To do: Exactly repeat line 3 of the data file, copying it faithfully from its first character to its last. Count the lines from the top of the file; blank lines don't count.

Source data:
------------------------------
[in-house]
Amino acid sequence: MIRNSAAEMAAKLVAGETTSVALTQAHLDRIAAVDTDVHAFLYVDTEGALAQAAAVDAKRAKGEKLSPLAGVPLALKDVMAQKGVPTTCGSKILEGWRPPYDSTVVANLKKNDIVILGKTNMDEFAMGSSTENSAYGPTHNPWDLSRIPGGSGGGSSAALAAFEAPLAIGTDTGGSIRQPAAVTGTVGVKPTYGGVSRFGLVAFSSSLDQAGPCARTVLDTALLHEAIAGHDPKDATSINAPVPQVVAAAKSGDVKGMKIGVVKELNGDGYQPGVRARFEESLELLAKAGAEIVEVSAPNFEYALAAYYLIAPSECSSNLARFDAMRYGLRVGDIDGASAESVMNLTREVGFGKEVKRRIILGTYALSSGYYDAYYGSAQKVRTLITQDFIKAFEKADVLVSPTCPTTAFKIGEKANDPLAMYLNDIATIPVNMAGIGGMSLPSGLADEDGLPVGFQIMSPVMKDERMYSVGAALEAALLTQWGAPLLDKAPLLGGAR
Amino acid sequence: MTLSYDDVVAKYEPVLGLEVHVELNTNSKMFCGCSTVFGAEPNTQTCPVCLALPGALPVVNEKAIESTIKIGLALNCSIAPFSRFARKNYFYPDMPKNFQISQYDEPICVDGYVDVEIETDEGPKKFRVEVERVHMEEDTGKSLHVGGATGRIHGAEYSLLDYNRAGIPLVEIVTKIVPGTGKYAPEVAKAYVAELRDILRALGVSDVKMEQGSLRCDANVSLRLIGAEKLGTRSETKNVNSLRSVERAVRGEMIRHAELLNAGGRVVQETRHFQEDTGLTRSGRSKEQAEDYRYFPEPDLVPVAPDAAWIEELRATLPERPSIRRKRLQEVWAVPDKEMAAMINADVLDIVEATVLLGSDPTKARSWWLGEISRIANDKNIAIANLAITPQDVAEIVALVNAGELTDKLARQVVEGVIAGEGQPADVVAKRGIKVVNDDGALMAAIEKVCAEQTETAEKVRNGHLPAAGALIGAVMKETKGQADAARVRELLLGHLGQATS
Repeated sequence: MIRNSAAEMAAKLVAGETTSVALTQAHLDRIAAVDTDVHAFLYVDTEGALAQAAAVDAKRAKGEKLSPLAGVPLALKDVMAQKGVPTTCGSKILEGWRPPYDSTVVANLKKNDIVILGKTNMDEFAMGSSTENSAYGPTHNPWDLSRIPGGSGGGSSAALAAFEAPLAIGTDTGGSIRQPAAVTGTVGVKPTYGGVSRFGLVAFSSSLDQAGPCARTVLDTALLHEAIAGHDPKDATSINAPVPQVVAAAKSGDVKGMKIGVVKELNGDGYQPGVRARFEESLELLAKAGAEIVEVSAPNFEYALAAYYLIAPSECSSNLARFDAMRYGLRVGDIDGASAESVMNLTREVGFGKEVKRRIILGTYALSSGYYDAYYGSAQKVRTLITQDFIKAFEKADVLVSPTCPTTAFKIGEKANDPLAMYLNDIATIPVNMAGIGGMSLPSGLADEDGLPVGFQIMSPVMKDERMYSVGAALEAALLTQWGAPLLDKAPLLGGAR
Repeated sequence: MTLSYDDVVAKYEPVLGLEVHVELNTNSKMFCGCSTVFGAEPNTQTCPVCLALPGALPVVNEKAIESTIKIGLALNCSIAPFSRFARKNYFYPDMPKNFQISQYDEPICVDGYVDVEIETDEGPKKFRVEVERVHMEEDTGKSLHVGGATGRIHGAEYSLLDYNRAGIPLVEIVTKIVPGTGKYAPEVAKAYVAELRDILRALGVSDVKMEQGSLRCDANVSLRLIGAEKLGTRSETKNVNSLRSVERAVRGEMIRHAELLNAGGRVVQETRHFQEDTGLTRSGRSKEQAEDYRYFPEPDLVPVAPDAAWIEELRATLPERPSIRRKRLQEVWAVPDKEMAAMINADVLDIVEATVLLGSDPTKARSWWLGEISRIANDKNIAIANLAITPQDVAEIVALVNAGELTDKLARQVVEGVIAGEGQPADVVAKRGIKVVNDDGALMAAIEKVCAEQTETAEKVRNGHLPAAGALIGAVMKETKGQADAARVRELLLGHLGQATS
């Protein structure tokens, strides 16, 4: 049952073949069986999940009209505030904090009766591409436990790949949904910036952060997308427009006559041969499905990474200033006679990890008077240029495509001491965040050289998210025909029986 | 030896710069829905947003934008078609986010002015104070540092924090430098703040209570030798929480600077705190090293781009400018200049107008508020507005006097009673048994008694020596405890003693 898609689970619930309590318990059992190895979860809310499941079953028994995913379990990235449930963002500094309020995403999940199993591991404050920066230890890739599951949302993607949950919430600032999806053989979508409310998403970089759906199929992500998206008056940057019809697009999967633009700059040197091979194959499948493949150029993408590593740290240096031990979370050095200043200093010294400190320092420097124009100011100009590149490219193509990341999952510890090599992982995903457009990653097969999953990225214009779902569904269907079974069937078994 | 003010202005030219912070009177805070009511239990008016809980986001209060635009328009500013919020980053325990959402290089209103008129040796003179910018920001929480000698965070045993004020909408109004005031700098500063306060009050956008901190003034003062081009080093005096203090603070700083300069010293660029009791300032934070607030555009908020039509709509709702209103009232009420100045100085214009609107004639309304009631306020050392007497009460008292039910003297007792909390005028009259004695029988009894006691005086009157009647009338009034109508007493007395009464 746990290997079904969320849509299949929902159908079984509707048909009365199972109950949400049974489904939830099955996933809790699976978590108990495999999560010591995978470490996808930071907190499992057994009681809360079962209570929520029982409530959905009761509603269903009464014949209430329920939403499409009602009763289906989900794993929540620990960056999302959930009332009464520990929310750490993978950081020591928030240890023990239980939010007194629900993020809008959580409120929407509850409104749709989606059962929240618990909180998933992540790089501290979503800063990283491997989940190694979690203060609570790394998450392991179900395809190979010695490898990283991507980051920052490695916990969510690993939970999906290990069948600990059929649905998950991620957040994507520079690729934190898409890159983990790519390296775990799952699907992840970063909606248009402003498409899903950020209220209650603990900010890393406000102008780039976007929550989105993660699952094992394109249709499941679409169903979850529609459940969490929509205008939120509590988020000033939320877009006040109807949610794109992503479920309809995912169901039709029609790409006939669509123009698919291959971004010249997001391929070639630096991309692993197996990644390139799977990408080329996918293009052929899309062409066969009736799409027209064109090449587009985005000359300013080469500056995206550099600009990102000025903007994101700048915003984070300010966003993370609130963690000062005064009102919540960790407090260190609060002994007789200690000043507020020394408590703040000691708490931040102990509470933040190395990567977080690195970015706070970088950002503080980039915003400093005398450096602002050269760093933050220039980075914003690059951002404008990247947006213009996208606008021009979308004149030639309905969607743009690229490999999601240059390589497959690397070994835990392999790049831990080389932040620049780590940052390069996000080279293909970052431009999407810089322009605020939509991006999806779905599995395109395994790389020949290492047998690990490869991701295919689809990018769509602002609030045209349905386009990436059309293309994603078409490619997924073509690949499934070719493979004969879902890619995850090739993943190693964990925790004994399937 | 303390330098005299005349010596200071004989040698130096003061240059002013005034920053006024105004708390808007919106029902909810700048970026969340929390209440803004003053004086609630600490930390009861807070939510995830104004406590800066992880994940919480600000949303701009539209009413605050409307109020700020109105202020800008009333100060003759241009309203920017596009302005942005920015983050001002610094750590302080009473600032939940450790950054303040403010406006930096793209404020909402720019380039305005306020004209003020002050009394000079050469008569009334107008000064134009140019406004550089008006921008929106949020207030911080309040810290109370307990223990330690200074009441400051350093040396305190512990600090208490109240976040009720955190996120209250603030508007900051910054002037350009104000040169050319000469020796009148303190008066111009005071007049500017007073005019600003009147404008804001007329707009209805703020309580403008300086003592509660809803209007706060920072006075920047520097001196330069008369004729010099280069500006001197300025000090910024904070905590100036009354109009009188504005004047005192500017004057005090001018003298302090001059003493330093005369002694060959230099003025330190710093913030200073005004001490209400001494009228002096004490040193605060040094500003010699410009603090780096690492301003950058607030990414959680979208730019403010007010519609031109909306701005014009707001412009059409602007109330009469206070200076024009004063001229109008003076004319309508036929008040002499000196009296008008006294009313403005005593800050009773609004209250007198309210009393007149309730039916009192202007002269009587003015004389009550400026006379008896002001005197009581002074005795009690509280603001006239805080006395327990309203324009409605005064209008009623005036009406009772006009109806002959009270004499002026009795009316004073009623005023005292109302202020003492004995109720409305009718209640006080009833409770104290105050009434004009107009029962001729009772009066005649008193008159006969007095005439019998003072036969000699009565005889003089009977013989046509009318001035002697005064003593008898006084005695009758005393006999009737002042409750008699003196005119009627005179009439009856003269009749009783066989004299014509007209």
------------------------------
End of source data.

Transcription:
Amino acid sequence: MTLSYDDVVAKYEPVLGLEVHVELNTNSKMFCGCSTVFGAEPNTQTCPVCLALPGALPVVNEKAIESTIKIGLALNCSIAPFSRFARKNYFYPDMPKNFQISQYDEPICVDGYVDVEIETDEGPKKFRVEVERVHMEEDTGKSLHVGGATGRIHGAEYSLLDYNRAGIPLVEIVTKIVPGTGKYAPEVAKAYVAELRDILRALGVSDVKMEQGSLRCDANVSLRLIGAEKLGTRSETKNVNSLRSVERAVRGEMIRHAELLNAGGRVVQETRHFQEDTGLTRSGRSKEQAEDYRYFPEPDLVPVAPDAAWIEELRATLPERPSIRRKRLQEVWAVPDKEMAAMINADVLDIVEATVLLGSDPTKARSWWLGEISRIANDKNIAIANLAITPQDVAEIVALVNAGELTDKLARQVVEGVIAGEGQPADVVAKRGIKVVNDDGALMAAIEKVCAEQTETAEKVRNGHLPAAGALIGAVMKETKGQADAARVRELLLGHLGQATS